Transcripts of 12821_HS3_dropsondes_1280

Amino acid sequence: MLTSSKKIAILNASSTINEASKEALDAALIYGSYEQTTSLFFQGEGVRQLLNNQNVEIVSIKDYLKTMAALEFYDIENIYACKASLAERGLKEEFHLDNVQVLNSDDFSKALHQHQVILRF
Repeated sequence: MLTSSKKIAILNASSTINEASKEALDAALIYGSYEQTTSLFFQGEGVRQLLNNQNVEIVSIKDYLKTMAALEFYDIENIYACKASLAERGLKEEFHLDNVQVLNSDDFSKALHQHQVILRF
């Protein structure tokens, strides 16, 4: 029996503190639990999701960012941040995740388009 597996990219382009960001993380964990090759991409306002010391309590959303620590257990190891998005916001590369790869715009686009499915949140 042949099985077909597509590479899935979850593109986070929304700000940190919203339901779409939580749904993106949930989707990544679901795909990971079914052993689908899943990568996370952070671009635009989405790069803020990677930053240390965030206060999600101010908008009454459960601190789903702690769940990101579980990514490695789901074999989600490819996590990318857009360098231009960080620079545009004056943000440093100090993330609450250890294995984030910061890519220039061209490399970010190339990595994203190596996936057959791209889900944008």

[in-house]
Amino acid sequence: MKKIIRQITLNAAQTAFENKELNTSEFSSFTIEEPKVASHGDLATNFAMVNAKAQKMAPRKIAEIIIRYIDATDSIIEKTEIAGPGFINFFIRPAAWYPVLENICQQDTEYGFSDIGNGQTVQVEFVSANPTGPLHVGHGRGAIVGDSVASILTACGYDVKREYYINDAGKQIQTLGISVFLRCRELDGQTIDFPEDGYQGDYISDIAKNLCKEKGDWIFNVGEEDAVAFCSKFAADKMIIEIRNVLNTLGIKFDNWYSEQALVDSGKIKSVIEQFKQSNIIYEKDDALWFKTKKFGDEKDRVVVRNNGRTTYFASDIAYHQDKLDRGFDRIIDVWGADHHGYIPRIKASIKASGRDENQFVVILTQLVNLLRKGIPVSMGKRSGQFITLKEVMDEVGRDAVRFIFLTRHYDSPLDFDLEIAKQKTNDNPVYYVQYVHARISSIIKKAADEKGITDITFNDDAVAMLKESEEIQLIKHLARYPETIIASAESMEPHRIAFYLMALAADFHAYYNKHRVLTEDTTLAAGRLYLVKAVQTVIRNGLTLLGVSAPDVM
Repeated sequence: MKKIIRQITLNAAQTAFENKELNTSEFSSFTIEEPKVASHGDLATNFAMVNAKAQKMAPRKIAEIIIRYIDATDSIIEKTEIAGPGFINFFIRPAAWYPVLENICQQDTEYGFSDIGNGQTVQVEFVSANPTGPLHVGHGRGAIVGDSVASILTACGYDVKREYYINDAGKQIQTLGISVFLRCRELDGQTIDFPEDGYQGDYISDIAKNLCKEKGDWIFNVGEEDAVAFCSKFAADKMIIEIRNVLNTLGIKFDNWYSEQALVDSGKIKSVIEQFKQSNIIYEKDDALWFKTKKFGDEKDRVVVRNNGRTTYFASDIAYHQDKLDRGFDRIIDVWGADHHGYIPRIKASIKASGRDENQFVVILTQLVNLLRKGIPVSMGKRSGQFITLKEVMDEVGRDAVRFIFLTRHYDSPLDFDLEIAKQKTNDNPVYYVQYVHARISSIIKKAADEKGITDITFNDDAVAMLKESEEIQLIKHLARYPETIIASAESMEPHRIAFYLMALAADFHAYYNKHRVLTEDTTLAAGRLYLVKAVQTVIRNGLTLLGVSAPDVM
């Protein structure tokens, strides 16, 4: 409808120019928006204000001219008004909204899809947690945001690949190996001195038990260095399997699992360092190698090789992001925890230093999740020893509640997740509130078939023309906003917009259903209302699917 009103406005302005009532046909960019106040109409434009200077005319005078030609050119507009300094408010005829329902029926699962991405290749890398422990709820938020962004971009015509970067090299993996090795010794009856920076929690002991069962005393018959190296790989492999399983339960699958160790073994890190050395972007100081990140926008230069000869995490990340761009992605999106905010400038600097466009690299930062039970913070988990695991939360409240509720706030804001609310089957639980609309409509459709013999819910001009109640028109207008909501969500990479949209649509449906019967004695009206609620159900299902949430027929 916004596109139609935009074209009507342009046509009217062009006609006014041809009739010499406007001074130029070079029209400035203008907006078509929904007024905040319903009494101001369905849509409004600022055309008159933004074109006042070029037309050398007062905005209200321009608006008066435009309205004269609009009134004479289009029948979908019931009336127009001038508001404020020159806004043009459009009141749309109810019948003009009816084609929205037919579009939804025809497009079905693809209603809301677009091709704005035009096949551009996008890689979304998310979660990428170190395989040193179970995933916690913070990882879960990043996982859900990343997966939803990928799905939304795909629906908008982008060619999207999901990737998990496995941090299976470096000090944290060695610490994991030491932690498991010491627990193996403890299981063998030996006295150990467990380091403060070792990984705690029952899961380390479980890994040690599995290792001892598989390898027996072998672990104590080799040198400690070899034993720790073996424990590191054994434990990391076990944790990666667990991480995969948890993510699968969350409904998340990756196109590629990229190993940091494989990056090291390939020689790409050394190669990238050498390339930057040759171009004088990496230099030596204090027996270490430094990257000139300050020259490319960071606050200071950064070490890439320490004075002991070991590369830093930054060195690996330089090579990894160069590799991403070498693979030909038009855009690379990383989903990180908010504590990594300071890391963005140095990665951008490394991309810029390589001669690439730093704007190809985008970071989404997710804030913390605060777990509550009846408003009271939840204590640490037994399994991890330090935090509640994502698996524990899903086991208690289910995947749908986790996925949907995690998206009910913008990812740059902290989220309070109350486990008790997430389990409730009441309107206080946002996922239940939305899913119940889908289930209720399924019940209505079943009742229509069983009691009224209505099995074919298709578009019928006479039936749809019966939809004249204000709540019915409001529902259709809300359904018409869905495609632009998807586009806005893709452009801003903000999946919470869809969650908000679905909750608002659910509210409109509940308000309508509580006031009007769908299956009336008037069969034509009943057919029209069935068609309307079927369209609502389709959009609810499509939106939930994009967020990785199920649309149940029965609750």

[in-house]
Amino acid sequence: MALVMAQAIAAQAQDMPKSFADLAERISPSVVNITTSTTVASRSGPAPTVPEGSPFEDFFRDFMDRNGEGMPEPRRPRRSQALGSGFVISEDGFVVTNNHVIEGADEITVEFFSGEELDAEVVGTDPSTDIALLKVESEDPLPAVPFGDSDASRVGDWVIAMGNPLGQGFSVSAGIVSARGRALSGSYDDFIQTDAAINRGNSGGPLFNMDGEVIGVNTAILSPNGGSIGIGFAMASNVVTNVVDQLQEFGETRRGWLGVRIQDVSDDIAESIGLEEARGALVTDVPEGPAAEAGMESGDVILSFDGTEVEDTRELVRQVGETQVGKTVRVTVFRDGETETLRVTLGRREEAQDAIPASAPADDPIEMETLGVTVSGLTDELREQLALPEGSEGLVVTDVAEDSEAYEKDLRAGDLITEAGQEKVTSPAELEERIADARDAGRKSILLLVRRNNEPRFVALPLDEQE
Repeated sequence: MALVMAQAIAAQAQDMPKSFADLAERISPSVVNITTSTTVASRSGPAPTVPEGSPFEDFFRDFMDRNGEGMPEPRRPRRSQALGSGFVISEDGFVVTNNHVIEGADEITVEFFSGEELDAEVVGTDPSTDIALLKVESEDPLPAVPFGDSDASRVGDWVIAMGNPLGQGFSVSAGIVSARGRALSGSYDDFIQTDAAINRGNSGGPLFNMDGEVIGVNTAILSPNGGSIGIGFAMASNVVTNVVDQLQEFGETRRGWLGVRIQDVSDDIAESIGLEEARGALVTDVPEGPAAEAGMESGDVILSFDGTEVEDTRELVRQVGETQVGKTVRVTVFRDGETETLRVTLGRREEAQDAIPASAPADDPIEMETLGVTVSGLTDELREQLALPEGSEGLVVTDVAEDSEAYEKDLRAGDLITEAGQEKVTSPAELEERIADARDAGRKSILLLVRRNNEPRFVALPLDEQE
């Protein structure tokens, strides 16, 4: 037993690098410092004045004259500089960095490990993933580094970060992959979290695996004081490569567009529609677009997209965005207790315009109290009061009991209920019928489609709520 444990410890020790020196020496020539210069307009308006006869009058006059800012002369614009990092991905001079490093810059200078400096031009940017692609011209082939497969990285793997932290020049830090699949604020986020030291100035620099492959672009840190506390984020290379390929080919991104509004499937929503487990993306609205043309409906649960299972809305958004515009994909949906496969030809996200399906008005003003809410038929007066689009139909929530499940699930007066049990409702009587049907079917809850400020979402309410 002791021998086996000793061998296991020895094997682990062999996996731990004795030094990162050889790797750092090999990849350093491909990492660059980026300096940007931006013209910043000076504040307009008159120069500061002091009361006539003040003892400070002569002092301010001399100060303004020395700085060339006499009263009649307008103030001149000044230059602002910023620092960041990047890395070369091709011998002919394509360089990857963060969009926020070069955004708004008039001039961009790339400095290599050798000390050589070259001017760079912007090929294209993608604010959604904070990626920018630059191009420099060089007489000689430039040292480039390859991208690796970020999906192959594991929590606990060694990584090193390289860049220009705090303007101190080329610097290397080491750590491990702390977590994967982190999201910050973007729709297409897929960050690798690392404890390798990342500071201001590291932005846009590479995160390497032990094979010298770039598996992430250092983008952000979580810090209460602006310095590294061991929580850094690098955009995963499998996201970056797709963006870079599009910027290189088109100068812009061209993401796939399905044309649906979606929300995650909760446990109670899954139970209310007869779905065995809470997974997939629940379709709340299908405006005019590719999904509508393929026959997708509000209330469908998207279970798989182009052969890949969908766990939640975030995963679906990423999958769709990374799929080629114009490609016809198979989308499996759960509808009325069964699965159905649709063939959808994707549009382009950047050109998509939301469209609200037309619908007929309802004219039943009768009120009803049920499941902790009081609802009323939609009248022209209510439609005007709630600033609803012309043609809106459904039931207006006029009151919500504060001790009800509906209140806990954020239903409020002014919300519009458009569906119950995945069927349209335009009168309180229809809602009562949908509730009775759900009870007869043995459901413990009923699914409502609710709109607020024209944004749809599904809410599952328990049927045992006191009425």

In 2014, NASA sent its Global Hawk aircraft out over the ocean to study Hurricane Edouard. This remotely piloted vehicle collects data like temperature, relative humidity, and wind speed, to better understand how hurricanes intensify. Sometimes clouds block the measurements taken directly below the aircraft, so the scientists drop individual instruments that parachute down to the surface. These dropsondes also measure the windspeed and direction as they fall. Near the surface, especially in the center of the storm, the deep red to orange color indicates there is plenty of moisture for the storm to draw on to intensify. The result is a well-defined circulation of winds, which are strongest near the storm's center. During Hurricane Edouard, dry air near the center slowed intensification. But then, just before a period of rapid intensification, clouds and precipitation moved into the dry region, bringing moisture. Did the movement of moisture cause the rapid intensification, or did the stronger winds at the onset of intensification cause the clouds and precipitation to move? Studies like this one will help us learn that answer. [ beeping ]